Signs of the wheels of the economy beginning to turn are evident from the fact that unemployment rates have tapered down from their peaks in May
A macroeconomic recovery in India will be subject to the end of lengthy and complete lockdowns even as some signs of improvement are already visible, Housing Development Finance Corporation (HDFC) chairman Deepak Parekh said at the company 43rd annual general meeting (AGM) on Thursday.
“My view is that one should not be too perturbed with forecasts of negative GDP (gross domestic product) growth rates. Most believe that India’s GDP growth which was slowing down in the pre-Covid era will contract by about 5% this year. But recovery will happen assuming no further lengthy and complete lockdowns in future,” Parekh said. Incidentally, Parekh is also part of the 11-expert team tasked with making suggestions to the Maharashtra government’s cabinet sub-committee on economic recovery in the wake of Covid.
Parekh said that from the utter despair that the world was in towards the end of March and April it has moved to a great deal of stability in the financial markets. Global fiscal support towards the pandemic now stands at $12 trillion and monetary policy across the globe has eased through lower interest rates, liquidity injections and massive asset purchases. Even in India, various fiscal and policy measures have ensured that there is adequate liquidity in the system. Interest rates are the lowest in the last 10 years.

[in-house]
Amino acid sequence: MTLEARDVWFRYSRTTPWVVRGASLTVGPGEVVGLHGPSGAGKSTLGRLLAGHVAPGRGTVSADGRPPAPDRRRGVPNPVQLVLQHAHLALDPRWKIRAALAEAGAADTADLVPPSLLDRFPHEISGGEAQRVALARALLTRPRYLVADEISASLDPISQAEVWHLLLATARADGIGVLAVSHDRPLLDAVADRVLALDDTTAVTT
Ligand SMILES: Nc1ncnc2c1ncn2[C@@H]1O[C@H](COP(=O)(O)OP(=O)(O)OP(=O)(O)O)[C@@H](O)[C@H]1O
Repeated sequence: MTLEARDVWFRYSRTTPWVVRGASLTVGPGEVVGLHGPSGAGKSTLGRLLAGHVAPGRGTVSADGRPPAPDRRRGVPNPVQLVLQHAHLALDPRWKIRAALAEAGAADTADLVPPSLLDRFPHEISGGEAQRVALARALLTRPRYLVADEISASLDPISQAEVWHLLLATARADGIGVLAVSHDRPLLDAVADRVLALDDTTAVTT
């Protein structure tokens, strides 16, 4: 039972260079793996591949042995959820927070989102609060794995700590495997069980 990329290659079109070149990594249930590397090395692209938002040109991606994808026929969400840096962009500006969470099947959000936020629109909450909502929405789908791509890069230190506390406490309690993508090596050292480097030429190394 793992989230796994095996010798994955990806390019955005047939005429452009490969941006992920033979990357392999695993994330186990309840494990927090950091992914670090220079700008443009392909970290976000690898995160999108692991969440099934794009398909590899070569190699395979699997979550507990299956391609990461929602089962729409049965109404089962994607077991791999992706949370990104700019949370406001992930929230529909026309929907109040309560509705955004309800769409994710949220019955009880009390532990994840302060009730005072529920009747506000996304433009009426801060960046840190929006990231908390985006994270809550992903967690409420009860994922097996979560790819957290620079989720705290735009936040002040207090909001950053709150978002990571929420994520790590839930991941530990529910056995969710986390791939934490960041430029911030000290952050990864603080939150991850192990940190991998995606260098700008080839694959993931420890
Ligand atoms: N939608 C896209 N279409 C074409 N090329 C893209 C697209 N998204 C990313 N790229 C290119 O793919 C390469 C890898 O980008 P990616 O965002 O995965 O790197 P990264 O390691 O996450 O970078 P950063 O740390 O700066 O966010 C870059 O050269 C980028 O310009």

“Today, the bright spot for India is the rural economy. A good monsoon, strong agricultural growth and government support through rural employment guarantee schemes is enabling rural consumption to lead India’s overall recovery,” Parekh said. Certain sectors are limping back to normalcy, but the strong probability of cycling in and out of lockdowns does remain, he added.
Signs of the wheels of the economy beginning to turn are evident from the fact that unemployment rates have tapered down from their peaks in May, e-toll collections are higher, as are e-way bills, digital transactions and GST (Goods and Services Tax) collections, which are back to the Rs 90,000-crore levels. Demand for two-wheelers and tractors has risen, even though passenger and commercial vehicle demand remains subdued.
The inherent demand for home loans continues to remain strong and the combination of low interest rates, fiscal incentives and steady to some softening of real estate prices bodes well for new homebuyers. “I do hope some of the state governments will offer some sweeteners like SAY, a temporary stamp duty waiver to encourage more homebuyers,” Parekh said.
The commercial real estate sector has been impacted largely due to massive migration of labour, which is making resumption of projects a challenge. The sector needs support and policies which will encourage labourers to come back to the construction sites with adequate precautions and protection. Parekh brushed aside concerns that demand for commercial real estate will diminish as more people work from home. “Many large companies have in fact acquired or leased commercial properties during this period – particularly in Bengaluru and Hyderabad. There is demand for real estate from newer sectors like warehousing, e-commerce companies and from cloud and data centre parks as they seek to increase their data storage capacities as well,” Parekh added.